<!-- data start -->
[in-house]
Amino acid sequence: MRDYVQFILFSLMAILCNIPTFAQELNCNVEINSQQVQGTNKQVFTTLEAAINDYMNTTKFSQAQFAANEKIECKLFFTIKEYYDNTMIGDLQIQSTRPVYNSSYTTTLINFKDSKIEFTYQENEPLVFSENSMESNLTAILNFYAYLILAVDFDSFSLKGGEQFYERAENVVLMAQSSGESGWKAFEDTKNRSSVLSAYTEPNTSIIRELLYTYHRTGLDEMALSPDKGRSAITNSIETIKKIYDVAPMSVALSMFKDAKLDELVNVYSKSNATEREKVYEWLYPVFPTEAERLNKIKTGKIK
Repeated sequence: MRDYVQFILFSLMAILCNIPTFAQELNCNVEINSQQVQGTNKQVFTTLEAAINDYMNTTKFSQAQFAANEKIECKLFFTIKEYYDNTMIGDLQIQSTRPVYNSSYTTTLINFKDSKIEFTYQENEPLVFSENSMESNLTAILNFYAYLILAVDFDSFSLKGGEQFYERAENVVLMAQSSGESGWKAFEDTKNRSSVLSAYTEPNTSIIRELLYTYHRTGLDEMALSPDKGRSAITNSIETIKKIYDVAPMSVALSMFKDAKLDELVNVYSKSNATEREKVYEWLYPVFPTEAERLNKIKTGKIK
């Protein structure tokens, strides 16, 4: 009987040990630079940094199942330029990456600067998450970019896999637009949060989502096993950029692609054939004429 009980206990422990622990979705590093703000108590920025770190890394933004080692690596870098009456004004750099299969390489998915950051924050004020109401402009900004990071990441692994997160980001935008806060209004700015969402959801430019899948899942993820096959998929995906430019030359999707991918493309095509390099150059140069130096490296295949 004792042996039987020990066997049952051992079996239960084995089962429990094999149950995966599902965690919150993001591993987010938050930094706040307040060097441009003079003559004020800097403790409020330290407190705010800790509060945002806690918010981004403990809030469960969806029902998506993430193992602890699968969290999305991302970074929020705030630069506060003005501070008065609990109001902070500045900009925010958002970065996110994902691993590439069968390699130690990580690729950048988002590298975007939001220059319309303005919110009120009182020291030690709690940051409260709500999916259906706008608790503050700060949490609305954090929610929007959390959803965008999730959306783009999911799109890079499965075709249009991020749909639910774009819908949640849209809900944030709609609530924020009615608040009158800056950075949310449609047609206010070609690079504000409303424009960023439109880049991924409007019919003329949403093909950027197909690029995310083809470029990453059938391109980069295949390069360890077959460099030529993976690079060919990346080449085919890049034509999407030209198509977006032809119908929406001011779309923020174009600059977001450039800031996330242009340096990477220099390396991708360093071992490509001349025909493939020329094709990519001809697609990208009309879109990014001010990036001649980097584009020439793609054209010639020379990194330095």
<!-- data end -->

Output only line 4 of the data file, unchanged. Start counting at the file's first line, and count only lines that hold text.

């Protein structure tokens, strides 16, 4: 009987040990630079940094199942330029990456600067998450970019896999637009949060989502096993950029692609054939004429 009980206990422990622990979705590093703000108590920025770190890394933004080692690596870098009456004004750099299969390489998915950051924050004020109401402009900004990071990441692994997160980001935008806060209004700015969402959801430019899948899942993820096959998929995906430019030359999707991918493309095509390099150059140069130096490296295949 004792042996039987020990066997049952051992079996239960084995089962429990094999149950995966599902965690919150993001591993987010938050930094706040307040060097441009003079003559004020800097403790409020330290407190705010800790509060945002806690918010981004403990809030469960969806029902998506993430193992602890699968969290999305991302970074929020705030630069506060003005501070008065609990109001902070500045900009925010958002970065996110994902691993590439069968390699130690990580690729950048988002590298975007939001220059319309303005919110009120009182020291030690709690940051409260709500999916259906706008608790503050700060949490609305954090929610929007959390959803965008999730959306783009999911799109890079499965075709249009991020749909639910774009819908949640849209809900944030709609609530924020009615608040009158800056950075949310449609047609206010070609690079504000409303424009960023439109880049991924409007019919003329949403093909950027197909690029995310083809470029990453059938391109980069295949390069360890077959460099030529993976690079060919990346080449085919890049034509999407030209198509977006032809119908929406001011779309923020174009600059977001450039800031996330242009340096990477220099390396991708360093071992490509001349025909493939020329094709990519001809697609990208009309879109990014001010990036001649980097584009020439793609054209010639020379990194330095």